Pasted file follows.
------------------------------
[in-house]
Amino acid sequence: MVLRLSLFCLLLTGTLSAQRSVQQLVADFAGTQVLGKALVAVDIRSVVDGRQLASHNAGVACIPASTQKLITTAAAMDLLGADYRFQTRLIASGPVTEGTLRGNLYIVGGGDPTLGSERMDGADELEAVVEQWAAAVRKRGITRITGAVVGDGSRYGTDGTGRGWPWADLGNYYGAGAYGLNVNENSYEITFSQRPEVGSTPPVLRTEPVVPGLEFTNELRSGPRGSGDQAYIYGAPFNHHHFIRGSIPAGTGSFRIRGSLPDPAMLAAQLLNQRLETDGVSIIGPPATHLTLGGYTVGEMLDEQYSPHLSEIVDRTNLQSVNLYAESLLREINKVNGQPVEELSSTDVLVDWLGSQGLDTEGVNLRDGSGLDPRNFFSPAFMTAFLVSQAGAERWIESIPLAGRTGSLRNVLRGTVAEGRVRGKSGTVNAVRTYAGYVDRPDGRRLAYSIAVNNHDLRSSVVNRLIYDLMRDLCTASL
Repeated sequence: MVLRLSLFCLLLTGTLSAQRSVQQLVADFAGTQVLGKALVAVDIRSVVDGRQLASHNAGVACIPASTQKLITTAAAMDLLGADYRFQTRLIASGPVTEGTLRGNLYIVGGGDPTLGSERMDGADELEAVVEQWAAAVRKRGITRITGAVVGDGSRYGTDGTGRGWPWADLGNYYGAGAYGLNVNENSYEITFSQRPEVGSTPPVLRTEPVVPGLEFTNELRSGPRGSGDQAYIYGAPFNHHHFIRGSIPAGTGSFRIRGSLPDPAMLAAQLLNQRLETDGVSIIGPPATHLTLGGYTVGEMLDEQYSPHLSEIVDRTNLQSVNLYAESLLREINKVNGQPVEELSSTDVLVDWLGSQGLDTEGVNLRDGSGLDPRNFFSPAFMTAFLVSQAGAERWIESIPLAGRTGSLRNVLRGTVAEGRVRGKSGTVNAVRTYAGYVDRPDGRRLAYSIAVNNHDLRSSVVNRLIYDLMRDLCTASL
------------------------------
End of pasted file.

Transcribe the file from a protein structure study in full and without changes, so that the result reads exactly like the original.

[in-house]
Amino acid sequence: MVLRLSLFCLLLTGTLSAQRSVQQLVADFAGTQVLGKALVAVDIRSVVDGRQLASHNAGVACIPASTQKLITTAAAMDLLGADYRFQTRLIASGPVTEGTLRGNLYIVGGGDPTLGSERMDGADELEAVVEQWAAAVRKRGITRITGAVVGDGSRYGTDGTGRGWPWADLGNYYGAGAYGLNVNENSYEITFSQRPEVGSTPPVLRTEPVVPGLEFTNELRSGPRGSGDQAYIYGAPFNHHHFIRGSIPAGTGSFRIRGSLPDPAMLAAQLLNQRLETDGVSIIGPPATHLTLGGYTVGEMLDEQYSPHLSEIVDRTNLQSVNLYAESLLREINKVNGQPVEELSSTDVLVDWLGSQGLDTEGVNLRDGSGLDPRNFFSPAFMTAFLVSQAGAERWIESIPLAGRTGSLRNVLRGTVAEGRVRGKSGTVNAVRTYAGYVDRPDGRRLAYSIAVNNHDLRSSVVNRLIYDLMRDLCTASL
Repeated sequence: MVLRLSLFCLLLTGTLSAQRSVQQLVADFAGTQVLGKALVAVDIRSVVDGRQLASHNAGVACIPASTQKLITTAAAMDLLGADYRFQTRLIASGPVTEGTLRGNLYIVGGGDPTLGSERMDGADELEAVVEQWAAAVRKRGITRITGAVVGDGSRYGTDGTGRGWPWADLGNYYGAGAYGLNVNENSYEITFSQRPEVGSTPPVLRTEPVVPGLEFTNELRSGPRGSGDQAYIYGAPFNHHHFIRGSIPAGTGSFRIRGSLPDPAMLAAQLLNQRLETDGVSIIGPPATHLTLGGYTVGEMLDEQYSPHLSEIVDRTNLQSVNLYAESLLREINKVNGQPVEELSSTDVLVDWLGSQGLDTEGVNLRDGSGLDPRNFFSPAFMTAFLVSQAGAERWIESIPLAGRTGSLRNVLRGTVAEGRVRGKSGTVNAVRTYAGYVDRPDGRRLAYSIAVNNHDLRSSVVNRLIYDLMRDLCTASL